Bergkamp hit his best form for Arsenal after the arrival of Arsène Wenger in September 1996. Arsenal won an FA Premier League and FA Cup double in the 1997–98 season (although Bergkamp missed the cup final with an injury), and Bergkamp was voted PFA Player of the Year. In September 1997, he became the first and so far the only player to have come first, second and third in Match of the Day's Goal of the Month competition, for a 2 goals from his hat trick against Leicester City and a goal against Southampton (Not as widely credited for all 3 goals of his hat trick against Leicester City[3]). He scored 16 times that season, as well as being involved in setting up many more. At the end of that same season, he helped the Netherlands to a fourth-place finish at the 1998 World Cup. In that competition, he scored one of the greatest goals of all time in a quarter final win against Argentina, after receiving a 60 yard pass from Frank de Boer. During the 2001/02 campaign, Bergkamp once again scored a truly memorable goal that would go on to win Premier League Goal of the Season. On 3 March 2002, Arsenal took on Newcastle in a league encounter. With just 10 minutes on the clock, Robert Pires sent in a low pass from the left flank to Bergkamp standing on the edge of the opponent area with his back to goal. With an ingenious flick of the ball with the inside of his left foot, he dumbfounded defender Nikos Dabizas who was marking him tightly. He swiveled the other way, brushing the defender aside, and coolly slotting the ball past an onrushing Shay Given.

While his subsequent form did not match the spectacle of that season, Bergkamp continued to be a regular in the Arsenal team. He won the double again in 2002, the FA Cup in 2003 and the Premier League for a third time in 2004. The club's domestic success was not matched in European competition, the closest to winners' medals coming when they lost the 2000 UEFA Cup final to Galatasaray on penalties and the 2006 Champions League final loss to Barcelona; Bergkamp traveled overland to Paris for his competitive farewell, only to be an unused substitute.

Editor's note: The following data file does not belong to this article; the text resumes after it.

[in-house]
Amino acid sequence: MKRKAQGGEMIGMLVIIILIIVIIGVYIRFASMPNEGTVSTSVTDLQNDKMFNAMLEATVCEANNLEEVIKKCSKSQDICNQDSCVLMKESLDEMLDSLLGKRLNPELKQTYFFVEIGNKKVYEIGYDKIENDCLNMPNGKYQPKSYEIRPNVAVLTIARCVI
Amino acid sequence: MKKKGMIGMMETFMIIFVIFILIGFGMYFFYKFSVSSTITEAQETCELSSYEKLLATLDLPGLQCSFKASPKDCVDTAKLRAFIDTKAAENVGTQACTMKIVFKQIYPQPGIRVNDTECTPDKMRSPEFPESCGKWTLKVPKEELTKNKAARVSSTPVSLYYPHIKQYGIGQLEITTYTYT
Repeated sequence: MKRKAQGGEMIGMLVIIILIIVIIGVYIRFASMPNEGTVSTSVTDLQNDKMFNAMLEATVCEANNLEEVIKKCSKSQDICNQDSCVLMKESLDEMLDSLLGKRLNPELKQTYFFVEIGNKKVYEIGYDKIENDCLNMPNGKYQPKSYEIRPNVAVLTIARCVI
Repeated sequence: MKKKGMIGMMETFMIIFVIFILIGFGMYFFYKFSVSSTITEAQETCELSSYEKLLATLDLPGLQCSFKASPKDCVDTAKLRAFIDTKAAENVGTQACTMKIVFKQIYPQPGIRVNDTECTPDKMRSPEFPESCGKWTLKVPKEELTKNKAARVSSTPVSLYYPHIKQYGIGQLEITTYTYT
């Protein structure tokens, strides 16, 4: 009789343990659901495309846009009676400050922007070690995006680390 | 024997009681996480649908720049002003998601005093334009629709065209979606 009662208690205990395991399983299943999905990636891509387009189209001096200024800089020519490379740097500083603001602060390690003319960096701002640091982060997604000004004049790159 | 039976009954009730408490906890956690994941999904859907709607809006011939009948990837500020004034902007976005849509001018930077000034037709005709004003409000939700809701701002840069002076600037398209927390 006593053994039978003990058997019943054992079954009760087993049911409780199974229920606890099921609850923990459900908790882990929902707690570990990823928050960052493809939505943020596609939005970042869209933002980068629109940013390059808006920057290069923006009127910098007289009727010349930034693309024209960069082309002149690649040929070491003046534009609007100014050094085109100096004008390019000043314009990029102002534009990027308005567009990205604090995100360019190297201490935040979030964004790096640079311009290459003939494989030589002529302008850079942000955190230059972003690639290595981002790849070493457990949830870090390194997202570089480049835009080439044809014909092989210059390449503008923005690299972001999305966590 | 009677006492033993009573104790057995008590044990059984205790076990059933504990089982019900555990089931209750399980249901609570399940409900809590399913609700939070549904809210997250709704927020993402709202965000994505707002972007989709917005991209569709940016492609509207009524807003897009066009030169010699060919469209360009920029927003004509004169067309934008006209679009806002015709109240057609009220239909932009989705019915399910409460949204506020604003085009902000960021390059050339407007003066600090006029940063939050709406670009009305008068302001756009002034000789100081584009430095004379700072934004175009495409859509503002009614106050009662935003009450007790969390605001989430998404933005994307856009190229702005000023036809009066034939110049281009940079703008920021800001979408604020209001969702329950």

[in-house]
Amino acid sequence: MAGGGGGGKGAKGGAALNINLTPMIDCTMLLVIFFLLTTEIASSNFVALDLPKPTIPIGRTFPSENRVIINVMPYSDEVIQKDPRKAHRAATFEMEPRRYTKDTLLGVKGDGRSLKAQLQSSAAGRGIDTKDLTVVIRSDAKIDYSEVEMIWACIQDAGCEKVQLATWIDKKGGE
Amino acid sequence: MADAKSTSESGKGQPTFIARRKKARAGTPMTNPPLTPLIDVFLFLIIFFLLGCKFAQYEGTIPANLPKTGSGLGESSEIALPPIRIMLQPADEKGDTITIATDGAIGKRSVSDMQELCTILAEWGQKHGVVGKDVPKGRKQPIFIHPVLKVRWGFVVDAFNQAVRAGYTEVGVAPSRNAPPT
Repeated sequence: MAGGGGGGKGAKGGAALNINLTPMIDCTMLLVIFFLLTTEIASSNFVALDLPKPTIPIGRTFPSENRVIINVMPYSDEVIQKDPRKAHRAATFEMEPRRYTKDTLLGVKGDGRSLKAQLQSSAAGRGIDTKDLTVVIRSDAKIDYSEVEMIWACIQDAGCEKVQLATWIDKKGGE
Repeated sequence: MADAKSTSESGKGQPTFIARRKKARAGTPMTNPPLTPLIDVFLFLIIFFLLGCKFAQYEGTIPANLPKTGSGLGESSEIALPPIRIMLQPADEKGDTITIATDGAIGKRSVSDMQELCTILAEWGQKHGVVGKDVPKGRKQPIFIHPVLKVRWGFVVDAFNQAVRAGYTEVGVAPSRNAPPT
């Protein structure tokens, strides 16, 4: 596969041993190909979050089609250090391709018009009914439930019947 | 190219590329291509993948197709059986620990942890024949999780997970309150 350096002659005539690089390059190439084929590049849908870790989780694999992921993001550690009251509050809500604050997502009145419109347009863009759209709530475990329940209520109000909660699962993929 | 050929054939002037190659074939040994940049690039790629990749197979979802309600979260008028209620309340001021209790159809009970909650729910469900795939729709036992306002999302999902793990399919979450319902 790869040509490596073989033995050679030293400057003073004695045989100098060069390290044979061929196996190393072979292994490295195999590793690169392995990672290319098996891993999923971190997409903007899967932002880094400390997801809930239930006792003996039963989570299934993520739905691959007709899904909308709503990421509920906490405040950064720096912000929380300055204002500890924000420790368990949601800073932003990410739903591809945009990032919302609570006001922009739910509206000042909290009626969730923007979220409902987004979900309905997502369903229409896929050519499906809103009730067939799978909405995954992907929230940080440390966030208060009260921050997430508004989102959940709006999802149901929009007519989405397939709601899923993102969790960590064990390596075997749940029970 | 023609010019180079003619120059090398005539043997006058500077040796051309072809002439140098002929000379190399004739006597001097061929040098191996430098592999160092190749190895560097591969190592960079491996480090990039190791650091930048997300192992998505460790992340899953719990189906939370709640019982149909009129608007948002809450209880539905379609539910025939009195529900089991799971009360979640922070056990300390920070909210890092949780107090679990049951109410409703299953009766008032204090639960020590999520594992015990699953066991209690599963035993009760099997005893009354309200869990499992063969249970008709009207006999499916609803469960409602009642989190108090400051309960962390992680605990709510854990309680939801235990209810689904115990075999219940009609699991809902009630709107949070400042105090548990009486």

In 2005, due to Arsenal's reluctance in offering him a new deal, there was speculation that Bergkamp would leave the club, and possibly football altogether. Bergkamp had said that he would retire from football if not offered a new contract with Arsenal for the 2005–06 campaign, despite interest from his former club Ajax. Following Arsenal's penalty shootout victory over Manchester United in the FA Cup Final in Cardiff though, it was revealed he would sign a one-year contract extension, which was custom by the manager Arsène Wenger for players over 30 years of age, keeping him at the London club for their final season at the Arsenal Stadium at Highbury.

The Emirates Stadium filling up on the day of Bergkamp's testimonial.

On 16 April 2006, the home match against West Bromwich Albion, the Arsenal supporters dedicated the original "Supporter's Day" match theme (one of the designated theme days Arsenal prepared to celebrate their last year at Highbury before moving to the Emirates Stadium) to "Dennis Bergkamp Day", to commemorate Bergkamp's time at Arsenal. Bergkamp came on as a second half substitute, setting up the winning Robert Pirès goal, after Nigel Quashie had equalized just after he came on. He scored a curler himself at the 89th minute, as Arsenal ran out 3–1 winners. That goal proved to be the last goal Bergkamp scored in Arsenal colours and in competitive football.[4]

On 14 July 2008 he placed 2nd in Gunners Greatest 50 Players, just behind former strike partner Thierry Henry, in an online poll on[5]

International career

Bergkamp warming up before a UEFA Euro 1996 match against Scotland at Villa Park, Birmingham.

Bergkamp made his international debut for the Netherlands against Italy on 26 September 1990. His first major tournament was Euro 92, where the Dutch were defending champions. Bergkamp impressed, but the Dutch lost on penalties in the semi-finals to the team that would go on to win the tournament, Denmark, despite Bergkamp scoring both in regular time and in the penalty shoot-out.

Bergkamp also impressed in the 1994 FIFA World Cup, playing in all of his side's matches, scoring a goal against Brazil, a match the Dutch ultimately lost 3–2. The Netherlands disappointed in Euro 96, with the squad riven by in-fighting, although Bergkamp still scored once, and set up Patrick Kluivert's consolatory goal against England that got the side into the quarter-finals.